The 7 “Cs” of mobile advertising
June 17, 2014
Dale Carr is founder/CEO of LeadBolt
The seven “Cs” I am referring to are the seven pricing models used for buying ad campaigns on mobile.
If you are not familiar with the various cost structures, you are likely to be shocked when the pricing model you chose does not align with your campaign goals, either costing you more than you had planned or not tracking and achieving the right metric for the desired outcome of your campaign.
This list was designed to help marketers navigate the waters of the 7 “Cs” to ensure that the bidding model you select is the right fit for your campaign goals.
Ask any marketer who has demonstrated success reaching the lucrative mobile audience, and they will tell you sweet dreams are made of this. So here are ways to buy mobile ad campaigns:
CPA mobile campaign: "Cost per action"
In this advertising model, the advertiser pays for each specified action linked to the advertisement, most commonly completing a form registration.
CPA (cost per action, also known as CPE, or cost per engagement) campaigns are offered by some ad networks and are useful in driving a higher potential for lifetime value of users.
Lifetime value (LTV) is calculated by tracking specific in-application events such as when a user finishes the first level of a game, or completes said form registration. However, real-time bidding networks optimize in real-time and such campaigns have trouble driving large volumes of actions due to the delay in tracking these events.
CPCV: "Cost per completed view"
A pricing model based on a user viewing the entire ad, usually a video clip. Brand marketers planning to use video ads are likely to benefit from this campaign model.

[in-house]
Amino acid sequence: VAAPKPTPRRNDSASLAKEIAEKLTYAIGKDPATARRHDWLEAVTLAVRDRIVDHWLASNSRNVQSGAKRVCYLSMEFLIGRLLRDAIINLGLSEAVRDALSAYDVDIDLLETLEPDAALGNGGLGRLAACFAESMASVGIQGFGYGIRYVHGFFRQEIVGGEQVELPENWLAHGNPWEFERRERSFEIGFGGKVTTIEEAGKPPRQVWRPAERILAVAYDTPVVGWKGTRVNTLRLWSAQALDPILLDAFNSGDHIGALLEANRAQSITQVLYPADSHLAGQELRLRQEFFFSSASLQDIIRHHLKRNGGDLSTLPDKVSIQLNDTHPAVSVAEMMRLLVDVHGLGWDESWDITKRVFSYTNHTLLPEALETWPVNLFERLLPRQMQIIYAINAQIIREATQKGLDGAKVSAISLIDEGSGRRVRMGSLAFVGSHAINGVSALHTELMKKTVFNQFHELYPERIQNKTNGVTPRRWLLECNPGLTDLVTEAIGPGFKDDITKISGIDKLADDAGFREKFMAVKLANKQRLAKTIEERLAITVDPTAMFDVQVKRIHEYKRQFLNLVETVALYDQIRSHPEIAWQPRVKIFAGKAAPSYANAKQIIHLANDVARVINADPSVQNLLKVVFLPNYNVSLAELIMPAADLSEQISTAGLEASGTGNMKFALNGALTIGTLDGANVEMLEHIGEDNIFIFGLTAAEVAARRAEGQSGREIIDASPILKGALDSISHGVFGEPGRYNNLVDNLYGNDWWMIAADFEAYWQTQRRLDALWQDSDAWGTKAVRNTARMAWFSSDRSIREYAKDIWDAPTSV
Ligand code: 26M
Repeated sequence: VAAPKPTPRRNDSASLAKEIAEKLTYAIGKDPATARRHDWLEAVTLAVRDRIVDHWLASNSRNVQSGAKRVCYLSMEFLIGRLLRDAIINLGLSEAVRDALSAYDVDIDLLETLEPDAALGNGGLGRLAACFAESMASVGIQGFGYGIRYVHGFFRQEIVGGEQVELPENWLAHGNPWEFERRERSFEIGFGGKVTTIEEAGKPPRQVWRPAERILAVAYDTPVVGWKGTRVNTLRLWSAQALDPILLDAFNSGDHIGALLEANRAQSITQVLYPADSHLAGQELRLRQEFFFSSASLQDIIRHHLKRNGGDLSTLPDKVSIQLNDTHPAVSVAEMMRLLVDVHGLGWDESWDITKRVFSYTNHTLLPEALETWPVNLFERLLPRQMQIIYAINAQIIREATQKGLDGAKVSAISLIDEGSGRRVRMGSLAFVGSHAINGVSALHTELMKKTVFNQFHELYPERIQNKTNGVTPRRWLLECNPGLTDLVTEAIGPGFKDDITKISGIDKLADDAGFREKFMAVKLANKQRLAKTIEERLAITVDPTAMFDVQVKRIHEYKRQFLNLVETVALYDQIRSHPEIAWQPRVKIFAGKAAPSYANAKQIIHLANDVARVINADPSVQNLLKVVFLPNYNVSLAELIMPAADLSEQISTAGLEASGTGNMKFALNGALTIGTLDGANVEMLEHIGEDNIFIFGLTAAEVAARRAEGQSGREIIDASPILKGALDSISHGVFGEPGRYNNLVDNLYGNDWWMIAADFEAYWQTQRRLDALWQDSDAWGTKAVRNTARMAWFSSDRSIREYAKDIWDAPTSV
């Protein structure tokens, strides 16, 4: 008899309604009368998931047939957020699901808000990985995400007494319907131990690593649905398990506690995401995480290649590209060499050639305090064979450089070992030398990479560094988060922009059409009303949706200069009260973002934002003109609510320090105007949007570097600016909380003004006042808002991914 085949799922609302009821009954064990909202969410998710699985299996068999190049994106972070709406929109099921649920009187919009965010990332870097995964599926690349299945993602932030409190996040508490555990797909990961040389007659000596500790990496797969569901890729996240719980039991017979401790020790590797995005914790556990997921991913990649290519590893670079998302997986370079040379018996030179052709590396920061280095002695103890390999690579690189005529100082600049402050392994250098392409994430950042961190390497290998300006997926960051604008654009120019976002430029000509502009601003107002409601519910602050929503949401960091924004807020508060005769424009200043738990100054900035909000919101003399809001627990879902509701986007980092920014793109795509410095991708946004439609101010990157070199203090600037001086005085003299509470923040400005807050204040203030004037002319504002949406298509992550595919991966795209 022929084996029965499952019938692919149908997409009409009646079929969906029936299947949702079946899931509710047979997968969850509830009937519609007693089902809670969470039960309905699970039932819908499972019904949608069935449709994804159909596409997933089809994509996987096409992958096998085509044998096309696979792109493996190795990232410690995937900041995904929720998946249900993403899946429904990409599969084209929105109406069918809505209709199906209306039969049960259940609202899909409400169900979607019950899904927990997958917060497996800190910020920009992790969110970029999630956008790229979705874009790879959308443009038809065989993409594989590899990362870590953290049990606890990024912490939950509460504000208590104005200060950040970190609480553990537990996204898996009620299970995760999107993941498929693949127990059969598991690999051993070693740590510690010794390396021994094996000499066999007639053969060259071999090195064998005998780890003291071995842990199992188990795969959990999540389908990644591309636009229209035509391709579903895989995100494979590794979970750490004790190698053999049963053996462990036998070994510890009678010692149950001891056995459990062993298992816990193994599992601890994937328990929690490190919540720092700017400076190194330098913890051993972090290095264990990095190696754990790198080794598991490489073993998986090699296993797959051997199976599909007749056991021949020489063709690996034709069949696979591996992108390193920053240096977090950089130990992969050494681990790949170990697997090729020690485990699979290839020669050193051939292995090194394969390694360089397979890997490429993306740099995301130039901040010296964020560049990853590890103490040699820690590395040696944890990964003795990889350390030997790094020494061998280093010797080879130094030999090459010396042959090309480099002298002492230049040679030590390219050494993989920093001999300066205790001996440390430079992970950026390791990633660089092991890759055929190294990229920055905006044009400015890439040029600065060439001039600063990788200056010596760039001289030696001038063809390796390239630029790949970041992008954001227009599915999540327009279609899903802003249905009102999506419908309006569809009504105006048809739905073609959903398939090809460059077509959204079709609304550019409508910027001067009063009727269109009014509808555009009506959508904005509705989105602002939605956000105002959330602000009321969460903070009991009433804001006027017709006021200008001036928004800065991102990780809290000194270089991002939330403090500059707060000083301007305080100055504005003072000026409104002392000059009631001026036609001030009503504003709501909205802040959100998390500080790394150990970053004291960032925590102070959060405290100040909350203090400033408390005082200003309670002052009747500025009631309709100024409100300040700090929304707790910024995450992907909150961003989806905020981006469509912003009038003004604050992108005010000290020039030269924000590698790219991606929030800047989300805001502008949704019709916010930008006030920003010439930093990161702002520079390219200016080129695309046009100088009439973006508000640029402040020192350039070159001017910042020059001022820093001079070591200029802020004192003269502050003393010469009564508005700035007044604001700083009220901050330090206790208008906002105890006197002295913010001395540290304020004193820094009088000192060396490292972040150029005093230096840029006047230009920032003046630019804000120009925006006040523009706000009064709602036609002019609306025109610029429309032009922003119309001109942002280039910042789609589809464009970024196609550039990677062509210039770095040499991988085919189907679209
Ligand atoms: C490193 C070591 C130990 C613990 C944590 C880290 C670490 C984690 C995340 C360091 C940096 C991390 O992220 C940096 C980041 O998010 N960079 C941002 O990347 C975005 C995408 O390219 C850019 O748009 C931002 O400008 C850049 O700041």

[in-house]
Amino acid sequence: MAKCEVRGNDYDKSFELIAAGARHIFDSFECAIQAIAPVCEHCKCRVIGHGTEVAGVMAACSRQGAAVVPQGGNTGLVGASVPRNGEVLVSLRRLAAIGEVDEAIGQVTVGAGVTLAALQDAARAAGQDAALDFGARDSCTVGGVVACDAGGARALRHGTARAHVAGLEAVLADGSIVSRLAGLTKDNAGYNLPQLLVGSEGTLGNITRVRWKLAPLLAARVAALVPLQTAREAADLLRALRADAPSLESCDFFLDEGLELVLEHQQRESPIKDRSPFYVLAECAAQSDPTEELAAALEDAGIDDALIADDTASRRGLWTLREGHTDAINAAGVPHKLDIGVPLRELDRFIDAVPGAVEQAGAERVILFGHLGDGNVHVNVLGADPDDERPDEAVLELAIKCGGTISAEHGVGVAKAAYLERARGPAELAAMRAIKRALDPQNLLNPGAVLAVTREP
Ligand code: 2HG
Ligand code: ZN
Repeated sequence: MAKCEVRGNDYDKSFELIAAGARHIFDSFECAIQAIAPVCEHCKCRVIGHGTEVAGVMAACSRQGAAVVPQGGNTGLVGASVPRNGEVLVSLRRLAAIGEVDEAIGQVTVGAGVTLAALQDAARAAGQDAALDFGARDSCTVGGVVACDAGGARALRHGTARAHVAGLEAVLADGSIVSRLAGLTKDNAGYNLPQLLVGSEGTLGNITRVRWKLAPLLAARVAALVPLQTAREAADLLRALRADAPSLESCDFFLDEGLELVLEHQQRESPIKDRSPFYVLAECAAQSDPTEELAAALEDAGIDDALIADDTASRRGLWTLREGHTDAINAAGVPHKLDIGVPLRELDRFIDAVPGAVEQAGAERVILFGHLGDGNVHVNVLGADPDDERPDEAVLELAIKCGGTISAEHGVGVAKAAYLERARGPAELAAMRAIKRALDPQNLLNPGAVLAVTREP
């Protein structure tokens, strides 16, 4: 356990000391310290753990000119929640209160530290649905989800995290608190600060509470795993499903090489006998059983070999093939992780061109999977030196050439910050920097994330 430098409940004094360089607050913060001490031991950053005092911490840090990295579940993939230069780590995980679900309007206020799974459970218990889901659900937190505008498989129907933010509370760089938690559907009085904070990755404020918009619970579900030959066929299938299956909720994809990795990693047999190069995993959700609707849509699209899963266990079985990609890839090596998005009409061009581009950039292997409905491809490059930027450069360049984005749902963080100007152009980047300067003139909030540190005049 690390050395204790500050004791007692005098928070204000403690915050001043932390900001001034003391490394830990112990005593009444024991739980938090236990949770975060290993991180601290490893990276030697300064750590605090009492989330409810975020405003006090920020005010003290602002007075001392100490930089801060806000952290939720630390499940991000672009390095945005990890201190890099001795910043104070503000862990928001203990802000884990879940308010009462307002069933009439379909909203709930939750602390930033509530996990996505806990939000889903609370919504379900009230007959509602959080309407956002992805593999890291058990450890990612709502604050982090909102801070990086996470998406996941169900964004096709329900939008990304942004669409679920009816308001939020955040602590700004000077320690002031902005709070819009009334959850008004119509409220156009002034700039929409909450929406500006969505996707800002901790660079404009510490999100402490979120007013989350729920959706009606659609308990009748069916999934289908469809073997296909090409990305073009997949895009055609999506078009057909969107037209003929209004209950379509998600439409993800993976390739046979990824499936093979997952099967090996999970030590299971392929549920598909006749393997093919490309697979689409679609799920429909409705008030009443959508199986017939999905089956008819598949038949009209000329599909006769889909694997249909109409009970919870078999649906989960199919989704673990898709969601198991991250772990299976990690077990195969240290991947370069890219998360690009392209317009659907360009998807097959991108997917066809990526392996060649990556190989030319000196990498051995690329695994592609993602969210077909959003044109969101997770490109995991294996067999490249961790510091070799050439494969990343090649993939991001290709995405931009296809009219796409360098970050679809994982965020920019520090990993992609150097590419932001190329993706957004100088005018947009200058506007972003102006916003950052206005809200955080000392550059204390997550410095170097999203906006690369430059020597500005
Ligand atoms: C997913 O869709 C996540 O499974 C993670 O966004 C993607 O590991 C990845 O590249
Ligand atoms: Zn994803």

Ask your ad network to define the exact length of time a video ad will run before it is counted as a completed view.
CPI mobile campaign: "Cost per install," AKA CPD mobile campaign, or "Cost per download"
The main purpose of a CPI campaign is to acquire more users.
This campaign model means that you only pay for each user that you acquire.
If you are a marketer of an app whose primary goal is user acquisition – in other words, driving downloads of your app – do consider selecting this model.
CPM campaign: "Cost per mille impressions" ("mille" = thousand)
An advertising model based on the number of impressions, or rather, the number of times your ad appears on mobile inventory.
For marketers whose primary objectives include brand awareness and deepening engagement, CPM (cost-per-thousand impressions) is a suitable model to consider.
Marketers with highly recognizable and familiar brands often attract user attention and earn high engagement rates, and therefore will benefit by serving ads to as many users as possible.
If brand exposure and casting a wide net are your main campaign goals, CPM and CPC (cost per click) models are very efficient for driving large volumes on RTB (real-time bidding) networks.
CPC mobile campaign: "Cost per click"
Simply put, advertisers are charged every time their ad is clicked.
By looking at historical data you may know how many clicks you need in order to generate one sale. If so, the CPC model allows you to budget accordingly.
Pro: You will be able to serve unlimited ads and only pay for the clicks you get. Con: Build in a buffer for “accidental” clicks as well, which can happen more easily on mobile devices with smaller screens.
Dale Carr is founder/CEO of LeadBolt, Los Angeles. Reach him at .